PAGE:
Arrow Video's mammoth seventeen-disc Blu-ray/DVD combo boxed set of Herschell Gordon Lewis hits the street roughly a month after the gore auteur's September death, and hopefully allows the fans and the curious to assess his filmography as a near whole.
Although not the earliest Lewis film – and certainly not the earliest collaboration with producer David F. Friedman (SHE FREAK) with whom he had already lensed a series of successful nudist colony and nudie cutie films – the earliest title in the set is SCUM OF THE EARTH (1963) – not to be confused with the later S.F. Brownrigg film – which Lewis labeled in the BLOOD FEAST commentary as the progenitor of the "roughie" genre. Photographer Harmon (PLAYGIRL KILLER's William Kerwin, billed as "Thomas Sweetwood") and model Sandra (Sandra Sinclair, THE DEFILERS) are caught up in the pornography ring of businessman Lang (Lawrence J. Aberwood, LIVING VENUS). When Sandra tires of being roughed up by heavy Ajax (BLOOD FEAST's garbage truck driver Craig Maudslay), she begs for a way out which Lang gives her by recruiting other "fresh talent" in the form of college-bound Kim (DIARY OF A NUDIST's Allison Louise Downe). Prudish Kim is suitably smitten with Harmon to show off her legs for a supposed shoe ad and her bikini bod for a glamour calendar, but soon finds herself the object of blackmail when she takes off her top for lingerie test photographs and Lang's "teenage" cohort Larry (BLOOD FEAST's Mal Arnold) threatens to send prints to her father if she does not continue posing for racier material. Played like a vintage scare film (with moralizing narration left for the ending shot), SCUM OF THE EARTH's dramatic heft – apart from Aberwood's frothing monologue excerpted in the Something Weird Video promo – is carried entirely by Kerwin as the booze-addled photographer who tells Larry that the only person more disgusting is himself. The first half of the film is pretty coy about the prurient goings-on, saving some explicit for the time (outside of a nudist colony film) toplessness in the third act.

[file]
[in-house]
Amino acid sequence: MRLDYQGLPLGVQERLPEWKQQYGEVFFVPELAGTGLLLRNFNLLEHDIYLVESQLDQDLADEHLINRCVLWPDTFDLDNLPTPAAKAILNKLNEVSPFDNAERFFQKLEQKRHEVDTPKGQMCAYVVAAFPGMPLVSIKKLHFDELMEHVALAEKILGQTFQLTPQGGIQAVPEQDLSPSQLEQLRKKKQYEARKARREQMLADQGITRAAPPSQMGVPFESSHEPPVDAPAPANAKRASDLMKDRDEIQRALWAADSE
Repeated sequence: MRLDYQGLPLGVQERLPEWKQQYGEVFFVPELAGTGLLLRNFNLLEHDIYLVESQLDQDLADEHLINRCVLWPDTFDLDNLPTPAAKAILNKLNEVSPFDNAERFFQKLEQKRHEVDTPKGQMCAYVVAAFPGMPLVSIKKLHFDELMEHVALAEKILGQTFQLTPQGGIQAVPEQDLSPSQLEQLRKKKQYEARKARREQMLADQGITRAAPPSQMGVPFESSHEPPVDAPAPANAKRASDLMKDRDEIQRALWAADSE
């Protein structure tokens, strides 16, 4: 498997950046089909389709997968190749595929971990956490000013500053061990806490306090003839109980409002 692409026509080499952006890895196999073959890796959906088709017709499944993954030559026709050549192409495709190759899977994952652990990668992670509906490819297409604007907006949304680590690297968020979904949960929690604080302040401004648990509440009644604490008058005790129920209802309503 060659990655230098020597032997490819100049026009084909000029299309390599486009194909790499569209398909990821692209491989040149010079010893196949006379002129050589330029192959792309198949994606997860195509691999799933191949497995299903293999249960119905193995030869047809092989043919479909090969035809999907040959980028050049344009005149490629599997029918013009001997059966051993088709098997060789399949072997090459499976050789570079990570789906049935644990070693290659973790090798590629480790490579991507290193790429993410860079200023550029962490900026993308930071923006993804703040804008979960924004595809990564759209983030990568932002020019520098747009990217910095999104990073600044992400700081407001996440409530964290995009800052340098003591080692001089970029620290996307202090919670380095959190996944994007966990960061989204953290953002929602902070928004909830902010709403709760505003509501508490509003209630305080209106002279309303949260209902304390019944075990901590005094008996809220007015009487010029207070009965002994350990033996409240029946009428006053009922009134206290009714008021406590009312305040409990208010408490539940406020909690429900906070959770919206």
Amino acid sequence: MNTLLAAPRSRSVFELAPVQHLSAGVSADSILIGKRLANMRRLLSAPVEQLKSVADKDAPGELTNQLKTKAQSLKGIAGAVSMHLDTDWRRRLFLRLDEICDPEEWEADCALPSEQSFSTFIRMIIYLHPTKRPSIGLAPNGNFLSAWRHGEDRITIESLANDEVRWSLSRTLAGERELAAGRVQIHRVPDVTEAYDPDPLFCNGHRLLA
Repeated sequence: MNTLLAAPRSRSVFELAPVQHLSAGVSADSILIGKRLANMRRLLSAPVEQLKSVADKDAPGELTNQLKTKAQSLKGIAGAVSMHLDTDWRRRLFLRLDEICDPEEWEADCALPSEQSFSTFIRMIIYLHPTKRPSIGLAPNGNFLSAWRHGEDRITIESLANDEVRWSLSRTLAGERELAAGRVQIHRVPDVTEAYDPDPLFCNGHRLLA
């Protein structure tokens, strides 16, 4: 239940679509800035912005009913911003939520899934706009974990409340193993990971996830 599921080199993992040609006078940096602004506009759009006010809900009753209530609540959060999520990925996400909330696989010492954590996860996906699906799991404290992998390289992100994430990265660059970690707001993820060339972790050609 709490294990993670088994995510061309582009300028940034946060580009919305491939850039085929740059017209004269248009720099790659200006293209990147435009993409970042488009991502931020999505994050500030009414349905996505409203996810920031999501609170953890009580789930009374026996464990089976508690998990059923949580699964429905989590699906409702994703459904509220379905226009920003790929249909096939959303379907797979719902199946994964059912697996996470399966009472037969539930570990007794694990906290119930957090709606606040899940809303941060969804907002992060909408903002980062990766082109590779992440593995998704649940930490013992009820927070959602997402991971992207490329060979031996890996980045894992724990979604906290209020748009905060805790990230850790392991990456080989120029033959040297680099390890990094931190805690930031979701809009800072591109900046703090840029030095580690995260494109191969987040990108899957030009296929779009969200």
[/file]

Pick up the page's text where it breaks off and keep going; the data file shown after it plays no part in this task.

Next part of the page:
Sharing the disc with SCUM OF THE EARTH is Lewis' and Friedman's ground-breaking BLOOD FEAST. Egyptian caterer Fuad Ramses (Mal Arnold, VAMPIRE COP) has taken to serial murder, killing and taking limbs and organs from a string of female victims as offerings to the goddess Ishtar (a gold-painted mannequin with a rather perplexed look on her face). In spite of the messy nature of the crime scenes, detective Pete (Kerwin, billed as Thomas Wood) – who happens to be taking a night class with girlfriend Suzette (Playmate Connie Mason, MADE FOR EACH OTHER) on Ancient Egyptian history – has no leads to tie the victims together. Ramses comes into contact with Pete's and Suzette's world when her mother (Lyn Bolton, SWEET BIRD OF AQUARIUS) engages Ramses to cater "an Egyptian feast" for her daughter who Ramses plans to carve into the main course. Widely considered the first "gore" film – and it is perhaps the first film structured around a series of gore set pieces – BLOOD FEAST is as memorable for the bright Kaopectate stage blood spattered scenes of mutilation (mostly seen in aftermath) as it is for its more hyperbolic aspects like Pete's captain riding him to get answers and newspaper headlines like "LEGS CUT OFF" and for performances ranging from over-the-top (Arnold and the crying boyfriend of one of the victims) and passable (Kerwin) to the downright awful Mason who seems to have been written as a bimbo as she notes that the string of murders "takes all the joy out of everything" (of course, her mother remarks "the guests will have to eat hamburgers tonight" when the police confiscate the Egyptian feast as evidence").